The innovation engine at Yahoo is heating up, looking to get Yahoo back in the race with the “Big Boys”, rivals Google and Microsoft. In an environment categorized by copycat service offerings and one-upmanship, Yahoo’s offerings are refreshingly unique. I cover three of the most recent services that I’ve been playing around with and that I think will prove entertaining to my readers as well – Pipes, OmniFind Yahoo! Edition, and TagMaps.
- Pipes – No less a luminary than Tim O’Reilly called Pipes “A milestone in the history of the Internet”. Pipes is a browser-based visual editor that allows you to take input from one source and pipe it (in UNIX parlance) to another source. Along the way, you can apply a series of filters and transformations to manipulate the data. The data sources start and end as common feeds (RSS, RDF, etc). What you do with the data between its input and output is constrained mostly by your imagination.
Yahoo! was certainly not first on the scene with this idea. Dapper and others have preceded them in this regard. What Pipes brings to the party that no one else does is a really cool visual environment that allows you to trace the path of the data through the transformations and filers, interactively debugging along the way based upon the value of the successive outputs. It also has this cool reuse flavor to it, where you can experiment with, tweak, learn from, and potentially improve or fork off new versions of other peoples pipes or just reuse them in a black box sense.
After you’ve read Tim O’Reilly’s introduction, I encourage you to play around with Pipes. Although seeing is believing, you’ll learn best by actually doing.
- OmniFind Yahoo! Edition – Product of a nifty partnership with IBM, the OmniFind Yahoo! Edition is an enterprisey search solution that is the baby brother to IBM’s commercial OmniFind enterprise product. Built on top of the open source Apache Lucene search engine, OmniFind has the solid lineage necessary to be considered worthy of the task.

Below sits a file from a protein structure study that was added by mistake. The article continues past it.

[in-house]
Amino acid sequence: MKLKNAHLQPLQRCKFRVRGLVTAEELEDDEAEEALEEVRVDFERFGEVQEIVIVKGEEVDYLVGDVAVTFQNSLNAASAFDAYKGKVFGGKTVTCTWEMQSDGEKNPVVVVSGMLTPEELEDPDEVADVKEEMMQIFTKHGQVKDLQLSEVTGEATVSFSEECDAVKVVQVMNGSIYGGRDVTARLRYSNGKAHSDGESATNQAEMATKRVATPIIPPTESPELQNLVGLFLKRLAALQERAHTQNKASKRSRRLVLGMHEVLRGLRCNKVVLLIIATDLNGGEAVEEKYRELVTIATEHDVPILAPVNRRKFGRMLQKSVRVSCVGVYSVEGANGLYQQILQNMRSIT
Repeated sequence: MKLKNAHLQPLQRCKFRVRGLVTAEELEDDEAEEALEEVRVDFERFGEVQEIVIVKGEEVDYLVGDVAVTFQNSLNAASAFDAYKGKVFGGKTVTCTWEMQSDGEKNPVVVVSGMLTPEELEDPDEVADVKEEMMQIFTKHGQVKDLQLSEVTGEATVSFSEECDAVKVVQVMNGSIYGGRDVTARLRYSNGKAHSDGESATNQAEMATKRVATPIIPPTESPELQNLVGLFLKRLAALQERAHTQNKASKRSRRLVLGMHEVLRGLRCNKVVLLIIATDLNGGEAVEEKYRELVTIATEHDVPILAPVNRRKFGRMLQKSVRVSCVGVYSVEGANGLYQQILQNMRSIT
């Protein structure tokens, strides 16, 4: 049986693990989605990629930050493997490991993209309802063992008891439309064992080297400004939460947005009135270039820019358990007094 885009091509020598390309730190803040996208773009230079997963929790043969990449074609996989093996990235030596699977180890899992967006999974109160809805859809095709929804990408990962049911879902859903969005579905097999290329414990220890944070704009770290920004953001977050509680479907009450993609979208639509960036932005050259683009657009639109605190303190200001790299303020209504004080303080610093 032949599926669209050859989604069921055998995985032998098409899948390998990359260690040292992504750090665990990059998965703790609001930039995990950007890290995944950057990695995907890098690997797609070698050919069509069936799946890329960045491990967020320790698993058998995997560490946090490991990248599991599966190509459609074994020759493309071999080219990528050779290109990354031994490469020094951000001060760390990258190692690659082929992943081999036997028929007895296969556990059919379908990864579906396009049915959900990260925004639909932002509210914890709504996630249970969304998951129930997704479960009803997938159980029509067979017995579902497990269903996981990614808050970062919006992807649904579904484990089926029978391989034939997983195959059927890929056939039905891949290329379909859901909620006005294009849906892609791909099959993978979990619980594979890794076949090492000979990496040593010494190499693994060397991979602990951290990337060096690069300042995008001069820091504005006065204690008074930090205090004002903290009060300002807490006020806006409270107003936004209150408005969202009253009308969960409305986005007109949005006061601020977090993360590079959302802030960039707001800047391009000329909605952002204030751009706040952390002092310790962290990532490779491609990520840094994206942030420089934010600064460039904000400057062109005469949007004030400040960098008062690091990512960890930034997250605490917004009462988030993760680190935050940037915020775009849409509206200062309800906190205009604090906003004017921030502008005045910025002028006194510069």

The product is a very easy install, whether on Windows or Linux, requiring very few steps to get the product up and running. OmniFind returns search results against locally indexed documents and the Internet, with the results being returned in the familiar Yahoo! look and feel. For those interested, the UI can be styled to match a particular site’s look and feel or you can go the direct route and work with the exposed REST APIs.
With the pricetag (free) and support for a couple hundred file types, there’s little not to like about OmniFind. Search performance has proven to be very fast with a few thousand documents. Indications are that the tool scales pretty well although the indexing process can be quite processor intensive and there are a couple of known issues with cleaning up very large temp files that could eat into your available disk space.
- TagMaps – I stumbled onto this product a couple of weeks ago while looking for some information about creating GeoRSS feeds. TagMaps is another way of visualizing data (tags in this case) on maps. I must confess that seeing tags on a map takes a bit of getting used to. I found that the best way to indoctrinate myself was by using Trip Explorer
Trip Explorer is a mashup of TagMaps and Yahoo! Travel users’ public Trip Plans. What’s cool about Trip Explorer is that the clustering of tags reveals hidden tour gems that you might not otherwise find on a traditional map mashup. These gems become more evident (and detailed) as you progressively zoom in.
TagMaps is built upon Yahoo’s Flash maps, which are very interesting in their own right and need to be experienced if you haven’t yet had the chance. Aside from using Yahoo’s canned Explorer TagMaps, of which Trip Explorer is one, you can create your own TagMaps mashups. Simply create a GeoRSS feed or select an existing GeoRSS feed that returns a set of weighted tags for a given lat/lon bounded box. Easier said than done, I know. I’ll be writing more about how to do this in a coming blog entry. Until then, give this a look.